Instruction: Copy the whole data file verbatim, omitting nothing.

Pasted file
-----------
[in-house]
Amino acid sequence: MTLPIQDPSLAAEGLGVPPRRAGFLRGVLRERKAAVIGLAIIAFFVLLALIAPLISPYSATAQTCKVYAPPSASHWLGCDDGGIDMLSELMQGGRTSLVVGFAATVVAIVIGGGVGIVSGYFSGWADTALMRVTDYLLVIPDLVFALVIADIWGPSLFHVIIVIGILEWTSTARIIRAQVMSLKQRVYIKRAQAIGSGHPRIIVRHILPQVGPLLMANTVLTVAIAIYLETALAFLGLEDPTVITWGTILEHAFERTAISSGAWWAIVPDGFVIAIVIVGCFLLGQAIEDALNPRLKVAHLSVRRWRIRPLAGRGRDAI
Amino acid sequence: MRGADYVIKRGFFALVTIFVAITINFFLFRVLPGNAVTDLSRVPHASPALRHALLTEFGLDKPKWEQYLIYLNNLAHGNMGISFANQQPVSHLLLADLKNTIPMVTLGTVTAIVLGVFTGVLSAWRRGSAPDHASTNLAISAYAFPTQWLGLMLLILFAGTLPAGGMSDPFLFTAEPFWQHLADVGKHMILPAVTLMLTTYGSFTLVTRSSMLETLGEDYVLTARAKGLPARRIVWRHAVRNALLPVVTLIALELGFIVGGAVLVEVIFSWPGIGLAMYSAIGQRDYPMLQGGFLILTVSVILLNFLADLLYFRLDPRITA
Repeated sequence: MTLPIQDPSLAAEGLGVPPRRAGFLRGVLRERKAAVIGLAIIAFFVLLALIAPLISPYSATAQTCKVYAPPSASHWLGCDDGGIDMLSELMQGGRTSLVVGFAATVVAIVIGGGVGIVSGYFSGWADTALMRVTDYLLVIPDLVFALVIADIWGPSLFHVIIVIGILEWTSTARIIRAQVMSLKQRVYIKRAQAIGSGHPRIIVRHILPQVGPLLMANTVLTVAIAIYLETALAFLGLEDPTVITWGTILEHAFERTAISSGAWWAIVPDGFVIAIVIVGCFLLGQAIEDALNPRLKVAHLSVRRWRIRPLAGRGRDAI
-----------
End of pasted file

[in-house]
Amino acid sequence: MTLPIQDPSLAAEGLGVPPRRAGFLRGVLRERKAAVIGLAIIAFFVLLALIAPLISPYSATAQTCKVYAPPSASHWLGCDDGGIDMLSELMQGGRTSLVVGFAATVVAIVIGGGVGIVSGYFSGWADTALMRVTDYLLVIPDLVFALVIADIWGPSLFHVIIVIGILEWTSTARIIRAQVMSLKQRVYIKRAQAIGSGHPRIIVRHILPQVGPLLMANTVLTVAIAIYLETALAFLGLEDPTVITWGTILEHAFERTAISSGAWWAIVPDGFVIAIVIVGCFLLGQAIEDALNPRLKVAHLSVRRWRIRPLAGRGRDAI
Amino acid sequence: MRGADYVIKRGFFALVTIFVAITINFFLFRVLPGNAVTDLSRVPHASPALRHALLTEFGLDKPKWEQYLIYLNNLAHGNMGISFANQQPVSHLLLADLKNTIPMVTLGTVTAIVLGVFTGVLSAWRRGSAPDHASTNLAISAYAFPTQWLGLMLLILFAGTLPAGGMSDPFLFTAEPFWQHLADVGKHMILPAVTLMLTTYGSFTLVTRSSMLETLGEDYVLTARAKGLPARRIVWRHAVRNALLPVVTLIALELGFIVGGAVLVEVIFSWPGIGLAMYSAIGQRDYPMLQGGFLILTVSVILLNFLADLLYFRLDPRITA
Repeated sequence: MTLPIQDPSLAAEGLGVPPRRAGFLRGVLRERKAAVIGLAIIAFFVLLALIAPLISPYSATAQTCKVYAPPSASHWLGCDDGGIDMLSELMQGGRTSLVVGFAATVVAIVIGGGVGIVSGYFSGWADTALMRVTDYLLVIPDLVFALVIADIWGPSLFHVIIVIGILEWTSTARIIRAQVMSLKQRVYIKRAQAIGSGHPRIIVRHILPQVGPLLMANTVLTVAIAIYLETALAFLGLEDPTVITWGTILEHAFERTAISSGAWWAIVPDGFVIAIVIVGCFLLGQAIEDALNPRLKVAHLSVRRWRIRPLAGRGRDAI